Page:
Tips for Travel with Pets


Have you ever tried road-tripping with your pet, only to realize that you forgot something essential at home? Or perhaps you attempted to fly with your pet, but they absolutely despised their carrier and were never able to calm down? If any of this sounds familiar, know that you are not alone! It can be difficult to condition your pet for travel if it only happens occasionally. Nonetheless, you can still ease some of their nerves by creating the most comfortable voyage possible for them. Whether you have battled the pet-travel blues before, or you are preparing your first outing and hoping for a smooth ride, this article will teach you how to plan a safe, stress-free road trip or flight for you and your companion.



Travel by Plane

  • Get a checkup at the vet
Before your trip, you should take your pet to their veterinarian for a check-up. Let the vet know that you are planning to fly with your pet so they can make sure that your pet is completely up to date on their vaccinations. Obtain a copy of their health records as well. The ASPCA recommends doing this within 10 days prior to departure.
  • Book a direct flight

Avoid mishandling from baggage personnel by booking direct flights when possible. Direct flights will also result in less confusion for your pet.

  • Purchase a USDA-approved shipping crate

You will need to purchase an airline-approved shipping crate for pet cargo travel. The crate should have enough space for your pet to stand up, lie down, and turn around. Line the crate with shredded paper or towels to soak up any accidents. You can also lie a mat down for additional comfort. The crate should also come with durable grips and handles for easy transport. There must be ventilation on opposing sides and rims to prevent an airflow blockage.

Furthermore, you must ensure that the crate has the proper identification. According to the AKC, you should include a “’Live Animal’ label, arrows showing upright position, with owner’s name, address, and phone number.” Check with your airline to be sure that you meet the required standards, but these are safety precautions that you can rely on for most travel carriers.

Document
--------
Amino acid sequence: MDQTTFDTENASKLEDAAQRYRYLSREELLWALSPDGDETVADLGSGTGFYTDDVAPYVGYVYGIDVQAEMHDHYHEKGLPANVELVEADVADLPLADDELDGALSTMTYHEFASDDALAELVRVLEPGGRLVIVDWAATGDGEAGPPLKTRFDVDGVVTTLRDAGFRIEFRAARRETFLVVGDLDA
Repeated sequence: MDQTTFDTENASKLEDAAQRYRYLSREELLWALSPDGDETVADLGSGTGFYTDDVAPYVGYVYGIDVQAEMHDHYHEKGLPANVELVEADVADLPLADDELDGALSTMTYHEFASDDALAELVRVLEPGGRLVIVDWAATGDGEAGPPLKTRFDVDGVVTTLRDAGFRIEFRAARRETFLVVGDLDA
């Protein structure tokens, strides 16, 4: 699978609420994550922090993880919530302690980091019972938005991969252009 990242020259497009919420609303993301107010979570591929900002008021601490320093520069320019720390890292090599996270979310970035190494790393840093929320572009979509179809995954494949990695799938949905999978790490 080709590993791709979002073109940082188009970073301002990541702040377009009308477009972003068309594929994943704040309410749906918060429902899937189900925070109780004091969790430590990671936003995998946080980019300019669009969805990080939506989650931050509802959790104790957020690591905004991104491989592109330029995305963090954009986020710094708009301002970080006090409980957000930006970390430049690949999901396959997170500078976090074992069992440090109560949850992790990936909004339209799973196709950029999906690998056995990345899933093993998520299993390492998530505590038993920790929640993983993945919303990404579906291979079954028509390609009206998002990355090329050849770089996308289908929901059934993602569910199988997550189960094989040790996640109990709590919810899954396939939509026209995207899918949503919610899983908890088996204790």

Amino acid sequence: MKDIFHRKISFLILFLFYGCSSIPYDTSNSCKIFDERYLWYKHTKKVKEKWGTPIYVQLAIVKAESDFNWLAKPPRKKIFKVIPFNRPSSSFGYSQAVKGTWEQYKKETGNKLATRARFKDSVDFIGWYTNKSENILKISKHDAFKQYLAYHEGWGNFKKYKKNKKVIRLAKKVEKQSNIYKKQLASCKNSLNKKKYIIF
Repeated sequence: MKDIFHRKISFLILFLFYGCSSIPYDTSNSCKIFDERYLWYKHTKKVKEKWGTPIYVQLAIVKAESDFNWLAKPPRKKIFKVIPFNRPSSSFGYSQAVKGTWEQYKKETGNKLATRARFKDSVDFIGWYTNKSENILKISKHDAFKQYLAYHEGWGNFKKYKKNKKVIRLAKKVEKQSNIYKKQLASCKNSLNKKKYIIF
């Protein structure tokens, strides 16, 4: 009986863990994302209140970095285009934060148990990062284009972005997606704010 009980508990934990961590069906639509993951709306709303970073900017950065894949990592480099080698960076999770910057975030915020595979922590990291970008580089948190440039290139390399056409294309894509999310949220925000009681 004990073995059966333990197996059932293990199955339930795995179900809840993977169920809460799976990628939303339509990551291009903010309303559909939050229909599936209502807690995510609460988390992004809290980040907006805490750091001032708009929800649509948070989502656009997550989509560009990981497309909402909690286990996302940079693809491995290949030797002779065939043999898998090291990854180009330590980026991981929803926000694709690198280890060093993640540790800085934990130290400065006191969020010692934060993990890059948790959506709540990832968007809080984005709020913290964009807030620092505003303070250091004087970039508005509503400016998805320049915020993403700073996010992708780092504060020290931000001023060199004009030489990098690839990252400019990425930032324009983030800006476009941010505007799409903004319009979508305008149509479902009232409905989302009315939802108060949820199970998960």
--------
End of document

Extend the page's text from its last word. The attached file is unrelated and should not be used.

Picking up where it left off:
• Let employees know about your pet

Tell all airport staff that you are traveling with a pet in the cargo hold or in the passenger cabin (if your pet has been approved to fit beneath the seat in front of you). They will help you to follow the correct procedure and assist you if needed.


Travel by Car

  • Prepare your pet for a long ride

Start taking your pet on longer excursions before your trip. You should begin with a short duration and gradually work your way up to lengthier rides. It is important to note that some states require vaccination records, so be sure to bring those along if you plan to travel across state lines.

  • Create a pet travel kit

Build a safety kit for your pet. Pack items such as medication/first aid, a waste scoop with bags and grooming supplies. This is in addition to your pet’s basics, such as food and water, bowls for feeding, leash and harness/collar, and health records. Another suggestion is to bring your pet’s favorite toy or blanket for comfort and familiarity. The ASPCA recommends to always “avoid feeding your pet in a moving vehicle. Your pet’s travel feeding schedule should start with a light meal three to four hours prior to departure, and always opt for bottled water.” This is because unfamiliar water can be dangerous to pets and drinking from a foreign water source can lead to stomach problems or even a parasitic infection.

  • Keep your pet safe and secure in the car

Your pet should always remain fastened to a secure, stable source in the car. If you choose to use a crate, make sure it has enough room for your pet to sit, stand up, and lie down and is well-ventilated. You can also use a dog seatbelt harness if you prefer. Whatever you decide, make sure your pet is stable (position the crate/tighten the seatbelt buckle to resist slide in case of an abrupt stop).

  • Never leave your pet alone in the car

Do not leave your pet alone in a parked vehicle. Depending on the conditions, your pet can easily freeze or overheat. Avoid a potential tragedy by holding this rule to the highest regard. No matter the circumstances, it is never worth risking your pet’s life!

  • Stop for frequent potty breaks

This is also the perfect opportunity for your pet to exercise, giving them a much-needed physical and mental break. Prevent accidents and keep your pet’s travel space clean while also allowing them to burn energy along your drive. Just remember to clean up anything that your pet leaves behind.

I hope you have learned a handful of new tricks to throw up your sleeve for your next vacation with your best friend. There is no way to guarantee that your pet will have an ‘easy’ trip; however, this list includes ways that you can reduce their stress while keeping them safe. Whether you are traveling by car or on a plane, save this article so you can refer to these guidelines before your future endeavors. Bone voyage!



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